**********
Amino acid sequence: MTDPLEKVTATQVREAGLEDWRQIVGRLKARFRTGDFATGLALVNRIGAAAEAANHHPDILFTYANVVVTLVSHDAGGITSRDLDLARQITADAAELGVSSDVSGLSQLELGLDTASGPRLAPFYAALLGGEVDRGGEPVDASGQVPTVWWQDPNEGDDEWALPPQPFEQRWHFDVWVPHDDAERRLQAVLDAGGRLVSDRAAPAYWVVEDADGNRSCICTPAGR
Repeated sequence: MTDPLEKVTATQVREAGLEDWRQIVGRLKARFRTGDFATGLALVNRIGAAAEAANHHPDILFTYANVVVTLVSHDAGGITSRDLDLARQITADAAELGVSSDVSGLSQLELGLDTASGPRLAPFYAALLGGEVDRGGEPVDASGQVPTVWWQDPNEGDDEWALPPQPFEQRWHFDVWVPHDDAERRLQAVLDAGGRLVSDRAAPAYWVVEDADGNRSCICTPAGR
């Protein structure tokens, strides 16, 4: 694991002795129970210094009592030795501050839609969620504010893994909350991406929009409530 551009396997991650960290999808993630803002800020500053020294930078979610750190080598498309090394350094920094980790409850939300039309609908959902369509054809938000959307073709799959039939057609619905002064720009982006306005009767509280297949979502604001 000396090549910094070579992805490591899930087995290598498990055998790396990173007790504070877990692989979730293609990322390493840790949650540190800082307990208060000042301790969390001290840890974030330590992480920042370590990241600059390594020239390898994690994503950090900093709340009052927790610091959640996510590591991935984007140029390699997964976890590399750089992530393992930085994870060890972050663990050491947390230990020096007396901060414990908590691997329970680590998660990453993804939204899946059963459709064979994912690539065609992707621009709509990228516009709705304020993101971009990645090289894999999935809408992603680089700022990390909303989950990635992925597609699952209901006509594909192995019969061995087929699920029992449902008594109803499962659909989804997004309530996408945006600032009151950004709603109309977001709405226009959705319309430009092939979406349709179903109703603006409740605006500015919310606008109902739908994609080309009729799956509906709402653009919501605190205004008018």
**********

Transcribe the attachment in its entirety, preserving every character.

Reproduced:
Amino acid sequence: MTDPLEKVTATQVREAGLEDWRQIVGRLKARFRTGDFATGLALVNRIGAAAEAANHHPDILFTYANVVVTLVSHDAGGITSRDLDLARQITADAAELGVSSDVSGLSQLELGLDTASGPRLAPFYAALLGGEVDRGGEPVDASGQVPTVWWQDPNEGDDEWALPPQPFEQRWHFDVWVPHDDAERRLQAVLDAGGRLVSDRAAPAYWVVEDADGNRSCICTPAGR
Repeated sequence: MTDPLEKVTATQVREAGLEDWRQIVGRLKARFRTGDFATGLALVNRIGAAAEAANHHPDILFTYANVVVTLVSHDAGGITSRDLDLARQITADAAELGVSSDVSGLSQLELGLDTASGPRLAPFYAALLGGEVDRGGEPVDASGQVPTVWWQDPNEGDDEWALPPQPFEQRWHFDVWVPHDDAERRLQAVLDAGGRLVSDRAAPAYWVVEDADGNRSCICTPAGR
């Protein structure tokens, strides 16, 4: 694991002795129970210094009592030795501050839609969620504010893994909350991406929009409530 551009396997991650960290999808993630803002800020500053020294930078979610750190080598498309090394350094920094980790409850939300039309609908959902369509054809938000959307073709799959039939057609619905002064720009982006306005009767509280297949979502604001 000396090549910094070579992805490591899930087995290598498990055998790396990173007790504070877990692989979730293609990322390493840790949650540190800082307990208060000042301790969390001290840890974030330590992480920042370590990241600059390594020239390898994690994503950090900093709340009052927790610091959640996510590591991935984007140029390699997964976890590399750089992530393992930085994870060890972050663990050491947390230990020096007396901060414990908590691997329970680590998660990453993804939204899946059963459709064979994912690539065609992707621009709509990228516009709705304020993101971009990645090289894999999935809408992603680089700022990390909303989950990635992925597609699952209901006509594909192995019969061995087929699920029992449902008594109803499962659909989804997004309530996408945006600032009151950004709603109309977001709405226009959705319309430009092939979406349709179903109703603006409740605006500015919310606008109902739908994609080309009729799956509906709402653009919501605190205004008018």